The Effects of Enlightenment

When you have directly experienced what you really are, you have had an enlightenment experience.

“Directly” means that the senses and the mind are not involved. You can think of this as the mind being by-passed—there is no figuring anything out, no reasoning or remembering. You simply know because the knower (you) and the known (you) are the same, and there is no awareness of anything else. This state of self-realization is referred to as a direct experience, direct perception, or direct knowing.

This enlightened state usually ends within less than a second, and you are back in your body sensing the call of maya (illusion) again. But you will have been affected by the experience and will always remember it. You may even be able to bring this state back by remembering it.

Does having an enlightenment experience mean that you have no ego?

While you were having the experience, during that fraction of a second, it is fair to say that you had no ego. But with the return to “normal”, the ego reasserts itself, and your enlightenment experience is now a memory.

The return to normal will probably not be total and instantaneous, but you are changed. You expect to remain changed, and to some extent you do, but maya’s influence is a powerful thing, and though you remember the experience, much of how things were before the Big Event slowly creep back into your consciousness and into your life. What you may have once believed would be something permanent and final in its effect, turns out not to be. A direct experience doesn’t leave us in an enlightened state that persists from that moment on, so it’s not really over yet.

Final Form Teachings

The expectation of finality is a result of “final form teachings“—we are taught something by being shown, or told, what the end result will look like. Once we have had an experience that seems to fit the picture, we assume that we have reached the final goal. We don’t realize that our minds have created erroneous preconceptions and expectations, and that the actual final form is down the road and we have only just begun.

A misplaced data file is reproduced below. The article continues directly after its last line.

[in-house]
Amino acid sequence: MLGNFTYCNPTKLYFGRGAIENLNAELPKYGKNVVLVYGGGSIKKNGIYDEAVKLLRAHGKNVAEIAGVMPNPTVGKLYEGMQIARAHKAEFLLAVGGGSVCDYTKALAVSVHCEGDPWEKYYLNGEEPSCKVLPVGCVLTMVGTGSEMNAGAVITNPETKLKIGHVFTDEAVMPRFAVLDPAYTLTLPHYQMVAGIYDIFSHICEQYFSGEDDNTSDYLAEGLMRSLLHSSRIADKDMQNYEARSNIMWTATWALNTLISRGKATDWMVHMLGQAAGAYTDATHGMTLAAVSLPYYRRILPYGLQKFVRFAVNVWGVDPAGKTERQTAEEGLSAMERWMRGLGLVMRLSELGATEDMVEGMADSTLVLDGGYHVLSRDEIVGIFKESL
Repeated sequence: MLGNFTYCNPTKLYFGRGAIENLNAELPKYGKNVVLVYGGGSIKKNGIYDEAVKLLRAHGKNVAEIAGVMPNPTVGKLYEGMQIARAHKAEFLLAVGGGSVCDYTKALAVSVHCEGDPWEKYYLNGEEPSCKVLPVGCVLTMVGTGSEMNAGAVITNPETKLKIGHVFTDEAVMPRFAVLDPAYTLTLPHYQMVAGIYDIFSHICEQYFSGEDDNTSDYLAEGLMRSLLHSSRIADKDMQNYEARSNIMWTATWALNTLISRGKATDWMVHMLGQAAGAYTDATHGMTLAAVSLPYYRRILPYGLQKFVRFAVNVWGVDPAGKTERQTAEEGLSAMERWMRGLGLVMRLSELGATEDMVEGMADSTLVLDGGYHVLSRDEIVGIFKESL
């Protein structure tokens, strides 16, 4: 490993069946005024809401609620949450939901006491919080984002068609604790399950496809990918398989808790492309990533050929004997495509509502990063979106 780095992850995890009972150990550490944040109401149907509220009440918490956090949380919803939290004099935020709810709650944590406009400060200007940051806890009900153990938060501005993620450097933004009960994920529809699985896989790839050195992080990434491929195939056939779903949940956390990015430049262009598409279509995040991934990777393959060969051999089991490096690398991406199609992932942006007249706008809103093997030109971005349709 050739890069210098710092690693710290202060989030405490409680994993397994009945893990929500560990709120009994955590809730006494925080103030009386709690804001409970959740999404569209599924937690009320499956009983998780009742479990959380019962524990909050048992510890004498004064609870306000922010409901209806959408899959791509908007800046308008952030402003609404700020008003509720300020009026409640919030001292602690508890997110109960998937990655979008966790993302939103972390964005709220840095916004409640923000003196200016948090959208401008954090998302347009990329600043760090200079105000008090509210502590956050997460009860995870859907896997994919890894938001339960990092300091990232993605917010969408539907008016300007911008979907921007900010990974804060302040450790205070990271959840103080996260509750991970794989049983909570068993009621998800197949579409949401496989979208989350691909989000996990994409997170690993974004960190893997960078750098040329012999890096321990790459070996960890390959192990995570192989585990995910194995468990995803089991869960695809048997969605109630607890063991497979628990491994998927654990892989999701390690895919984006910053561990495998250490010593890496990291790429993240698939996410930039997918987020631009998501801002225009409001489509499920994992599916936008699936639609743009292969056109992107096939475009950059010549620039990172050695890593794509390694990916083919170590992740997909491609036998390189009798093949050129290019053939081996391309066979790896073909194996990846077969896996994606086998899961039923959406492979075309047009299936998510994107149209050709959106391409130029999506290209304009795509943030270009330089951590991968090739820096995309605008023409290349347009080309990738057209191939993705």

Because of these expectations, it is easy to fall into thinking of enlightenment as an all-or-nothing situation. This is how most of humanity has been taught to think about everything in this age. But nothing in this life is all-or-nothing. Neither is enlightenment.

Enlightenment, for all but a very rare few (who probably had direct experiences at some earlier point in time), is an experience that passes but leaves its mark. We are affected by this experience in a positive way. Once experienced, it is almost impossible to leave it alone, and we continue to seek it again and again until we are able to remain in this state. We are driven to do what we must to get it back and to sustain it.

A permanent state of enlightenment
takes place by degrees.

So long as there is thought or form, there is ego. No one with a body, even a subtle body—astral, ethereal, or causal—is without some degree of ego.  So the next time someone calls you on the carpet for having an ego, thank them very much for sharing and go on with your day knowing that you can become enlightened, have a mind (your critic certainly does), and still function.

Go to the list of articles on Enlightenment.

Pursue Enlightenment

See Yoah’s videos on Enlightenment:
Enlightenment in a Weekend
Enlightenment Intensives, a two-part documentary.

Find an Enlightenment Intensive: has a list of Enlightenment Intensives and Intensive websites.

Read Yoah’s article:
Kundalini and Enlightenment

Begin or augment your meditation practice:
Online Meditation Courses. Yes, there really is something to learn about meditation and enlightenment.

Apply for shaktipat and Surrender Meditation:
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Read my early experiences with Surrender Meditation:
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Durga Ma

Go to the list of articles on Enlightenment.

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The Mind and How It Works – Part 3, Mental Activity and Inactivity

Mental Activity and Inactivity

Ripples, Waves and Whirlpools (Vrittis) 

The waves of thought in the mind-stuff are called vrittis (literally, “whirlpools”). Ripples, waves and whirlpools arise in the mind-stuff due to external stimuli constantly being ingested by means of the senses and the thought processes associated with them. We cannot see what is behind all of this, we only see the objects presented by the senses. It is like not being able to see the bottom of a perfectly clear lake because its surface is covered with ripples, waves and whirlpools, and why it is said that this must cease in order to catch a glimpse of what lies beneath the surface—the clear, pristine Truth.

Various Forms of Vrittis

The ripples, waves and whirlpools of the mind-stuff manifest as scattering, lethargic, gathering, one-pointed and concentrated. The scattering form is activity that tends toward pleasure or pain. The lethargic form tends toward ignorance of Reality. The gathering form functions when the mind-stuff is drawing itself inward to become concentrated, and the one-pointed form when it is concentrated. The concentrated form of mind-stuff leads to samadhi.